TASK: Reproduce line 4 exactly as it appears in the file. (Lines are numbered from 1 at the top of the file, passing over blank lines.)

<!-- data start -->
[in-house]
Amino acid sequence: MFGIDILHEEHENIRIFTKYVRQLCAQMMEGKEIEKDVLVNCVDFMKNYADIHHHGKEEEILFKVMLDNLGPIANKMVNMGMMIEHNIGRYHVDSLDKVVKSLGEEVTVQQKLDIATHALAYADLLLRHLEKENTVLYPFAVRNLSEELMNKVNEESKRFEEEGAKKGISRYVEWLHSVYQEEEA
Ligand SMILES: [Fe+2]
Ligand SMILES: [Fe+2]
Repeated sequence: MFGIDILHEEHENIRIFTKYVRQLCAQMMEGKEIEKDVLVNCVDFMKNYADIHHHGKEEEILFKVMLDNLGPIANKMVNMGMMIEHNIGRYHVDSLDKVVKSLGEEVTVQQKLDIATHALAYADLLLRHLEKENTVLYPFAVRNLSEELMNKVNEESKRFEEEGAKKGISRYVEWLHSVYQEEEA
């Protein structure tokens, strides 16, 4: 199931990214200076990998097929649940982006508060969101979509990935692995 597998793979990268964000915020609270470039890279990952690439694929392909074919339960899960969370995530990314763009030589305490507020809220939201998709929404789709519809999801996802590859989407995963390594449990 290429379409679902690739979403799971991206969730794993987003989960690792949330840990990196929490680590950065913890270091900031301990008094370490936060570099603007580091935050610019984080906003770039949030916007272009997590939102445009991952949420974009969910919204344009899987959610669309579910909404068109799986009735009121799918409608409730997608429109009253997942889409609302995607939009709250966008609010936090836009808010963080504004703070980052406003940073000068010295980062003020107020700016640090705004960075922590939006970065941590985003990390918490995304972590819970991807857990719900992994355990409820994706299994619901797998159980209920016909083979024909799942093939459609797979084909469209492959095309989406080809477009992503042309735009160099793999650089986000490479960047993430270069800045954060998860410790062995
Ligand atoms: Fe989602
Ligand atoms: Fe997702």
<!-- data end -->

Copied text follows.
Ligand SMILES: [Fe+2]